Assault Pistols and PDWs

Assault Pistols, also known as PDWs: Assault pistols, known as Personal Defensive Weapons (PDWs) in military circles, are usually patterned after very small submachine guns like the Micro UZI or the MP5K. There are also a small number of purpose built PDWs on the world market (Russian Bizon and FN P90). The HK PDW is a very compact 9mm submachine gun that is intended as an emergency weapon for use by combat aircrews in case they find themselves shot down in hostile territory. These weapons tend to offer maximum firepower in very compact packages.  Semi automatic only versions are available on the open market and are usually regulated as handguns. 

PDWs are less concealable than regular handguns.  Fully automatic PDWs are a hot black market item among outlaw circles due to compact size, high firepower, and high profit per cargo volume ratio for smugglers. PDWs serve as status symbols in many criminal social circles.   These weapons are also favored by CIA contractors because of easy portability, low cost and ease of smuggling into hostile countries.   Fairly decent PDWs of simple design can also be made with machine tools that are too small for constructing larger weapons.   The picture to the right is an example of a PDW that was submitted by an anonymous contributor to an Internet discussion group about home made guns.  

One attribute of these weapons is that they are not intended for use as the primary equipment of the user. This means that they are essentially large backup weapons for "non-combative" personnel and large weapon crews that require more than regular handguns for self defense but are, for reasons of necessity or comfort, precluded from using larger personal firearms.  Vehicle operators of all kinds can benefit from the PDWs that are quickly deployable (due to compact size) from within the confines of a vehicle. Scouts in particular can benefit from using PDWs because PDWs are lighter in weight and less encumbering than rifles and shotguns but offer more firepower than pistols.   The fairly compact size, ease of use, low cost and moderate power of assault pistols made them particularly popular among North American street gangs in the late 1980s and early 1990s.   Legal restrictions throughout the mid to late 1990s reduced the popularity of the weapons in the US while the trends favoring their use did not emigrate to "copycat" gangs in other countries where genuine military hardware is more easily obtainable.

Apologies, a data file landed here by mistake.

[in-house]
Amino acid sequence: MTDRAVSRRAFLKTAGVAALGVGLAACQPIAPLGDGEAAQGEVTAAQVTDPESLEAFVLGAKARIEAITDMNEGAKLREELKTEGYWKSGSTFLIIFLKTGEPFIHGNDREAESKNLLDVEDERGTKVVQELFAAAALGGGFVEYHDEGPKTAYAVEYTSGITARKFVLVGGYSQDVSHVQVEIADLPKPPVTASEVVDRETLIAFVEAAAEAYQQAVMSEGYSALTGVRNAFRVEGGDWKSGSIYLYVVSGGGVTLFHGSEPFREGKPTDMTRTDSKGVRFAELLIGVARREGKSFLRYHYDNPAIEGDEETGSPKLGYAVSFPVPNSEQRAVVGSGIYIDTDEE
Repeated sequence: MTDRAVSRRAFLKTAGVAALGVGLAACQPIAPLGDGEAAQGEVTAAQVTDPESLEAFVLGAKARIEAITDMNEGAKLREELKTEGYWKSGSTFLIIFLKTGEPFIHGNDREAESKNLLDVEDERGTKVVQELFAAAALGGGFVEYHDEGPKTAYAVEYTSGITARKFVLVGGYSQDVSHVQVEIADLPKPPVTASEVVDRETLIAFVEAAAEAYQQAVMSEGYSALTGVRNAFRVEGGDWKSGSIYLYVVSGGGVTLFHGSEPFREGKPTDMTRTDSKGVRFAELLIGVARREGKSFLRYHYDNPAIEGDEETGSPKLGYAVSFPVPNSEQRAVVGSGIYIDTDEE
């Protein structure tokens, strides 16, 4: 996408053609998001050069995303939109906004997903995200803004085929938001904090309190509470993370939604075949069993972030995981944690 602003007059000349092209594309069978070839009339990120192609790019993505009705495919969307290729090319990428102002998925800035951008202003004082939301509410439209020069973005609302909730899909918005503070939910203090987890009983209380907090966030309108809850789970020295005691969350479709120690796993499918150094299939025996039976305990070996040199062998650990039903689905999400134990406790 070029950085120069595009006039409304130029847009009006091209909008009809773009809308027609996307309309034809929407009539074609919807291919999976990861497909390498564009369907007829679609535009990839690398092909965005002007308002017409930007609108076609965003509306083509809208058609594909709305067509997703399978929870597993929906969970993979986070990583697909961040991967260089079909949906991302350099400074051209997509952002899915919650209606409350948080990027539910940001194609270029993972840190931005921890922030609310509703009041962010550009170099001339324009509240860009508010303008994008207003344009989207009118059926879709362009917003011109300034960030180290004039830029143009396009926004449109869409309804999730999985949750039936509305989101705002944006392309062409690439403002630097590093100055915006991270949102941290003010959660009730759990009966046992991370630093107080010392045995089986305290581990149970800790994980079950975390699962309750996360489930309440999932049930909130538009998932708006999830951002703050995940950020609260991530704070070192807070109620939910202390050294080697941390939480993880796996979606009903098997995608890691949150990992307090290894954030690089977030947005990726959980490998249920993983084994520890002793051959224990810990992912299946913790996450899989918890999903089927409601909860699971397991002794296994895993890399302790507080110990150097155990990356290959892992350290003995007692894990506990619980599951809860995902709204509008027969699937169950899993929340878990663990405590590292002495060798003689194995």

One fairly common assault pistol found in Eastern Europe and exported around the Globe is the Czech Scorpion.   It was essentially the PDW of the Warsaw pact and was issued to special security personnel, terrorists, police and VIPs in the Communist party.  Designed as a full automatic weapon that required a minimum of training, the scorpion was deadly even in the hands of a complete amateur although the person should not be a total idiot.   An accident with such a weapon can be quite catastrophic.    The Scorpion is  one of the smallest PDWs and easily adaptable for use with a silencer.  It is most commonly found in weaker calibers like .32 ACP and .380.  Again, the rather weak ammunition used in this gun almost makes full auto fire necessary to make it an effective weapon.  Newer models are available in 9mm Makarov and 9mm parabellum (the most uncommon).  Since the fall of the Iron Curtain, limited numbers of semi-automatic Scorpions have been produced for export.  Still others have been sold in 'parts kit' form without the critical lower receiver or with the lower receiver cut in several pieces with a blowtorch.  

Assault pistols are semi-concealable and can be overlooked at roadblock searches - an attribute that can be valuable in urban environments (partly attributing to their popularity among criminals). Assault pistols usually share some parts interchangeability with larger guns, especially submachine guns, thus making logistics a little easier for those who use a systems approach to their arsenal. Nearly all assault pistols have a rifle-style positive safety selector, a feature that is frequently absent from handguns (especially those intended for police).  These guns also tend to be more durable than regular handguns; being able to withstand the rigors of hard use with little maintenance.  Assault pistols typically lend themselves to easy custom modification with sound suppressors, folding stocks, and brass catchers.

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